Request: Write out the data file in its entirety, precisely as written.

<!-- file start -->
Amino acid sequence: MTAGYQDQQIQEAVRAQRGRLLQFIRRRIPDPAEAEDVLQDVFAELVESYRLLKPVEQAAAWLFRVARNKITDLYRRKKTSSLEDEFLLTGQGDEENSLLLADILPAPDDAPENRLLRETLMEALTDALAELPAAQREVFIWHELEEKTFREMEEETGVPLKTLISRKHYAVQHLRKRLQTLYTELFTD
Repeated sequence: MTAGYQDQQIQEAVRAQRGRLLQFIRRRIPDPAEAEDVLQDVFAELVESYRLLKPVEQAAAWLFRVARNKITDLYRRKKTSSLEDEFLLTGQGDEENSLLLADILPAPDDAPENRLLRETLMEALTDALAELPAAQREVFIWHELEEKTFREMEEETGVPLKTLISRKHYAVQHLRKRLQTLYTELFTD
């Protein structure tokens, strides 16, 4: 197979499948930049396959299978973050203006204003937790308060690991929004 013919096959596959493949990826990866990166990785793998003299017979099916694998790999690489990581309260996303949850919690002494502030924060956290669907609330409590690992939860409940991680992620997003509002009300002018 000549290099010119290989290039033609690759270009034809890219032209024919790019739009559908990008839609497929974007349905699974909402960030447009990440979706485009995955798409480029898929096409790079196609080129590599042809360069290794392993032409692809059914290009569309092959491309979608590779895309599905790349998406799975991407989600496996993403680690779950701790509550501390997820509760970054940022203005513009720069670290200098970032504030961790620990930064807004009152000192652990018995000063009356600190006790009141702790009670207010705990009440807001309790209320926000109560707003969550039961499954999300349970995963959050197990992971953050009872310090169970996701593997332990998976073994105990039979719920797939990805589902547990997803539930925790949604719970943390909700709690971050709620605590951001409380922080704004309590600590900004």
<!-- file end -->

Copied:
Amino acid sequence: MTAGYQDQQIQEAVRAQRGRLLQFIRRRIPDPAEAEDVLQDVFAELVESYRLLKPVEQAAAWLFRVARNKITDLYRRKKTSSLEDEFLLTGQGDEENSLLLADILPAPDDAPENRLLRETLMEALTDALAELPAAQREVFIWHELEEKTFREMEEETGVPLKTLISRKHYAVQHLRKRLQTLYTELFTD
Repeated sequence: MTAGYQDQQIQEAVRAQRGRLLQFIRRRIPDPAEAEDVLQDVFAELVESYRLLKPVEQAAAWLFRVARNKITDLYRRKKTSSLEDEFLLTGQGDEENSLLLADILPAPDDAPENRLLRETLMEALTDALAELPAAQREVFIWHELEEKTFREMEEETGVPLKTLISRKHYAVQHLRKRLQTLYTELFTD
């Protein structure tokens, strides 16, 4: 197979499948930049396959299978973050203006204003937790308060690991929004 013919096959596959493949990826990866990166990785793998003299017979099916694998790999690489990581309260996303949850919690002494502030924060956290669907609330409590690992939860409940991680992620997003509002009300002018 000549290099010119290989290039033609690759270009034809890219032209024919790019739009559908990008839609497929974007349905699974909402960030447009990440979706485009995955798409480029898929096409790079196609080129590599042809360069290794392993032409692809059914290009569309092959491309979608590779895309599905790349998406799975991407989600496996993403680690779950701790509550501390997820509760970054940022203005513009720069670290200098970032504030961790620990930064807004009152000192652990018995000063009356600190006790009141702790009670207010705990009440807001309790209320926000109560707003969550039961499954999300349970995963959050197990992971953050009872310090169970996701593997332990998976073994105990039979719920797939990805589902547990997803539930925790949604719970943390909700709690971050709620605590951001409380922080704004309590600590900004």